- any of certain closed-chain compounds with five members: pyrrole
- any of certain chemical compounds without hydroxyl, esp. any of certain aldehydes and ethers: anisole
Origin of -ole; from Classical Latin oleum, oil
- A usually heterocyclic chemical compound containing a five-membered ring: pyrrole.
- A chemical compound, especially an ether, that does not contain hydroxyl: eucalyptol.
Origin of -olePartly from French (from Latin oleum, oil; see oil) and partly variant of –ol1.
Origin of oleSpanish.
- An interjection used to stir up excitement.
ole - Computer Definition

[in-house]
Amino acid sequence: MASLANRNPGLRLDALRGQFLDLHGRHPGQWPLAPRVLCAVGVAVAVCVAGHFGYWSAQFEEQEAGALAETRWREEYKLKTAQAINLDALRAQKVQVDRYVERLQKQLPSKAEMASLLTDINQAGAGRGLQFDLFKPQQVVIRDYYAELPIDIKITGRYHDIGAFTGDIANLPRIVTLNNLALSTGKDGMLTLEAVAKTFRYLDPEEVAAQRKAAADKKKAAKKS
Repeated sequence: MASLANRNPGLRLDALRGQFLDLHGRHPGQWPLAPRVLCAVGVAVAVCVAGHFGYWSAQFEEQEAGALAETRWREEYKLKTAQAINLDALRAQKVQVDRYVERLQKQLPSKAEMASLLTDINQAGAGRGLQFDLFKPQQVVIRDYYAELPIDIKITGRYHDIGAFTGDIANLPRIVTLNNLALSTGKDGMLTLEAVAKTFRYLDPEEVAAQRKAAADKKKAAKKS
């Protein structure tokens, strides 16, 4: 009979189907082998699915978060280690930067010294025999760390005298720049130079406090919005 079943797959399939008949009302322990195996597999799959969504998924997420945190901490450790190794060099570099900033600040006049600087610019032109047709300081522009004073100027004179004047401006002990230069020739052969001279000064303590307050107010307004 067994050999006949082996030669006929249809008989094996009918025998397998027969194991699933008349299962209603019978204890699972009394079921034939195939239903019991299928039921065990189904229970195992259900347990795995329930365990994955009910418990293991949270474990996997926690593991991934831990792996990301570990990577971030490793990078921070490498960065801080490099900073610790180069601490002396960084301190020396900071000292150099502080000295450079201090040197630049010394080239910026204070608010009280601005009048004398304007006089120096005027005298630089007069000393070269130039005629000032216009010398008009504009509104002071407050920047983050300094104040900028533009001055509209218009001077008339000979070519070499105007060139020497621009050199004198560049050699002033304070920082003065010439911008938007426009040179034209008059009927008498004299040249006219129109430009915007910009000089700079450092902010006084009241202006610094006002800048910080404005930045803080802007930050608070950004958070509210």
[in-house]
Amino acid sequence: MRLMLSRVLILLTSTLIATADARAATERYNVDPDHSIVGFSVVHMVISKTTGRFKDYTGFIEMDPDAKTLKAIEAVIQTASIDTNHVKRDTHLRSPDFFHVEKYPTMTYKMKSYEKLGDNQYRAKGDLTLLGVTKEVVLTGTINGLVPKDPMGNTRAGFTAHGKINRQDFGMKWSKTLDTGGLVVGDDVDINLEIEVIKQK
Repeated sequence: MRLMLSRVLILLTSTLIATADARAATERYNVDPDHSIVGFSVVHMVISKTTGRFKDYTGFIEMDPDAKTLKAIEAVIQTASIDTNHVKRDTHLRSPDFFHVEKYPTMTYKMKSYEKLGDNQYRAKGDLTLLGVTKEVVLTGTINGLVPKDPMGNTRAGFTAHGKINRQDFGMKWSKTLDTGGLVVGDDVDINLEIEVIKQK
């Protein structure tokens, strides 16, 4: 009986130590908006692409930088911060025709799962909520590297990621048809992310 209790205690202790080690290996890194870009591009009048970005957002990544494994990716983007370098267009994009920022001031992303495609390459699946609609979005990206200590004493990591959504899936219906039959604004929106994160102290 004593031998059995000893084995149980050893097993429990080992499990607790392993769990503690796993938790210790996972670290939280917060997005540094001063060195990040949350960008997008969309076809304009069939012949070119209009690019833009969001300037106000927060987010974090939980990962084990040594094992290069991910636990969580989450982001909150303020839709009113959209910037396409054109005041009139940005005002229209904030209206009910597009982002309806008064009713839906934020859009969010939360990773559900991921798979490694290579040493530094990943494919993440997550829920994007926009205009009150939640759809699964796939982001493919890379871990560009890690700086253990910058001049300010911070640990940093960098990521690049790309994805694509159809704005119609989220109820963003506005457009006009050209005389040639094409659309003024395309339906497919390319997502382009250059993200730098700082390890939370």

A compound document technology from Microsoft based on its Component Object Model (COM). OLE allows an object such as a graphic, video clip, spreadsheet, etc. to be embedded into a document, called the "container application." If the object is playable such as a video, when it is double clicked by the user, a media player is launched. If the object is allowed to be edited, the application associated with it (the "server application") is launched. An object can be linked instead of embedded, in which case the container application does not physically hold the object, but provides a pointer to it. If a change is made to a linked object, all the documents that contain that same link are automatically updated the next time you open them. An application can be both client and server. See Object Packager. OLE was originally known as "Object Linking and Embedding." However, with version 2.0, OLE's infrastructure was built on a new component architecture known as COM (Component Object Model) that went beyond compound documents. New capabilities such as OLE automation and Network OLE were widely promoted. Later, Microsoft dropped the use of the term as a marketing brand, although it is still used in technical documentation. See ActiveX Documents and COM.